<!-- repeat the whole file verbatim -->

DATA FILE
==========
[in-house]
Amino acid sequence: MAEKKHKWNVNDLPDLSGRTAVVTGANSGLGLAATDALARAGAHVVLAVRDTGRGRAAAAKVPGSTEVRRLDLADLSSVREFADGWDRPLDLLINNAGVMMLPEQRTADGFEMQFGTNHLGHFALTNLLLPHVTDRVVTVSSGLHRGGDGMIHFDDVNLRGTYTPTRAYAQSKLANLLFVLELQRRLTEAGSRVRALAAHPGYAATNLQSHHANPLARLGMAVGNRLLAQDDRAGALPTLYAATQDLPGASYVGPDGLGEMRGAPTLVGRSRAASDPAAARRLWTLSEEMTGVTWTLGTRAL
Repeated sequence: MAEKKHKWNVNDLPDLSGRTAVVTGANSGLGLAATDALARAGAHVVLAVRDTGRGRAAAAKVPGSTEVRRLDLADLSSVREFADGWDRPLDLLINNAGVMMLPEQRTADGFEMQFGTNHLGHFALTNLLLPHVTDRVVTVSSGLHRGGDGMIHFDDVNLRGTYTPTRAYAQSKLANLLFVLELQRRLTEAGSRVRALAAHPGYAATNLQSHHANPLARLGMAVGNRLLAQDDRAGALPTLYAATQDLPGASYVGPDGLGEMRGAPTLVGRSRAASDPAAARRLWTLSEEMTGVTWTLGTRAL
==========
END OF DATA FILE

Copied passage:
[in-house]
Amino acid sequence: MAEKKHKWNVNDLPDLSGRTAVVTGANSGLGLAATDALARAGAHVVLAVRDTGRGRAAAAKVPGSTEVRRLDLADLSSVREFADGWDRPLDLLINNAGVMMLPEQRTADGFEMQFGTNHLGHFALTNLLLPHVTDRVVTVSSGLHRGGDGMIHFDDVNLRGTYTPTRAYAQSKLANLLFVLELQRRLTEAGSRVRALAAHPGYAATNLQSHHANPLARLGMAVGNRLLAQDDRAGALPTLYAATQDLPGASYVGPDGLGEMRGAPTLVGRSRAASDPAAARRLWTLSEEMTGVTWTLGTRAL
Repeated sequence: MAEKKHKWNVNDLPDLSGRTAVVTGANSGLGLAATDALARAGAHVVLAVRDTGRGRAAAAKVPGSTEVRRLDLADLSSVREFADGWDRPLDLLINNAGVMMLPEQRTADGFEMQFGTNHLGHFALTNLLLPHVTDRVVTVSSGLHRGGDGMIHFDDVNLRGTYTPTRAYAQSKLANLLFVLELQRRLTEAGSRVRALAAHPGYAATNLQSHHANPLARLGMAVGNRLLAQDDRAGALPTLYAATQDLPGASYVGPDGLGEMRGAPTLVGRSRAASDPAAARRLWTLSEEMTGVTWTLGTRAL